Lulu’s Lemons Ltd. sells vehicles. The company is planning its cash needs for the month of January, 2015. In the past, Lulu’s has had to borrow money during the post-Christmas season to offset a significant decline in sales. The following information has been assembled to assist in preparing a cash flow forecast for January.
- January 2015 income statement:
Cost of goods sold 350,000
Gross profit 150,000
Variable selling expenses $25,000
Fixed administrative expenses 30,000 55,000
Forecast net operating income $95,000
- Sales are 100% on credit.
- Credit sales are collected over a three-month period: 30% is collected in the following month, 20% in the second month following sale, and 40% in the third month following sale. 10% of sales revenue is never collected. October 2014 sales totaled $600,000. November sales totaled $600,000 and December sales totaled $700,000.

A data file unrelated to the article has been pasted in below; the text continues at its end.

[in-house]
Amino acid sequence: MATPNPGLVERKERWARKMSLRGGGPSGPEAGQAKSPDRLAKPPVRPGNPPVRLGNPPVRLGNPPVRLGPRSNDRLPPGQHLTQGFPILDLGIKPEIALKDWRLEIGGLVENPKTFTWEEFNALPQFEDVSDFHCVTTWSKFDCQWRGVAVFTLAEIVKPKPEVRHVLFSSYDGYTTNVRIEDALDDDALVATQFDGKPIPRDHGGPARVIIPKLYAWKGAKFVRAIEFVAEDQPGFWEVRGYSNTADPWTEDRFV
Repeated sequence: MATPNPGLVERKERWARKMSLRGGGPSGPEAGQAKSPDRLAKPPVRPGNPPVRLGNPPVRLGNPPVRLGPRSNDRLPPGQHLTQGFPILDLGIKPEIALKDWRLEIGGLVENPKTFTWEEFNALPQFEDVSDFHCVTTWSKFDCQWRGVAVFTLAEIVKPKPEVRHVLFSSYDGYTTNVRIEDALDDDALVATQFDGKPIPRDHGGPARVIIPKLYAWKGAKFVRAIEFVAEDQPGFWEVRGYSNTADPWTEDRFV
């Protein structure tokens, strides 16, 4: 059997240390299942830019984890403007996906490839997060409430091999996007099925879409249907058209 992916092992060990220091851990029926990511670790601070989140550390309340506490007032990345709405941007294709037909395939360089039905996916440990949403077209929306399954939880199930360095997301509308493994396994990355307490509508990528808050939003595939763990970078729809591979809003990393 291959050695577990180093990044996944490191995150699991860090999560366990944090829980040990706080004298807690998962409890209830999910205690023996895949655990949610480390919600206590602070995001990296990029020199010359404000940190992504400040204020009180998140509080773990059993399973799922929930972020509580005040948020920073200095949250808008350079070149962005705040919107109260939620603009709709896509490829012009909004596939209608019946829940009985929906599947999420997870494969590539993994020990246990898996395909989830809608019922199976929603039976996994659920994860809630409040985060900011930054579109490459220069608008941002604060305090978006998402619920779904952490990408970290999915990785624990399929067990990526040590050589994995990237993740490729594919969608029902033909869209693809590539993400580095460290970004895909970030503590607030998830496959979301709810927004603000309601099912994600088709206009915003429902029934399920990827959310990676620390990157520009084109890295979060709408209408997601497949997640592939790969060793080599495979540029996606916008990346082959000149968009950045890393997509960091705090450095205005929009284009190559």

- 100% of a month’s inventory purchases are paid in the following month. Accounts payable relate solely to inventory purchases. At December 31, these totaled $422,500.
- The company maintains its ending inventory levels at 150% of the cost of the merchandise to be sold in the following month. The merchandise inventory at December 31, 2014 was $525,000. February 2015 sales are budgeted at $400,000. Gross profit is expected to decline from the usual 30% to 25%.
- The company pays $10,000 cash dividends to shareholders each month.
- The cash balance at December 31 was $30,000; the company must maintain a cash balance of at least this amount at the end of each month.
- The company can borrow and repay its operating loan in increments of $10,000 at the end of each month, up to a total loan balance of $500,000. The interest rate on this loan is 1/2% per month. The operating loan balance at December 31 is $50,000.
Prepare a cash flow forecast for Lulu’s for January 2015. Include appropriate supporting schedules.
The question belongs to Accounting and it discusses about preparation of cash flow forecast for a company.
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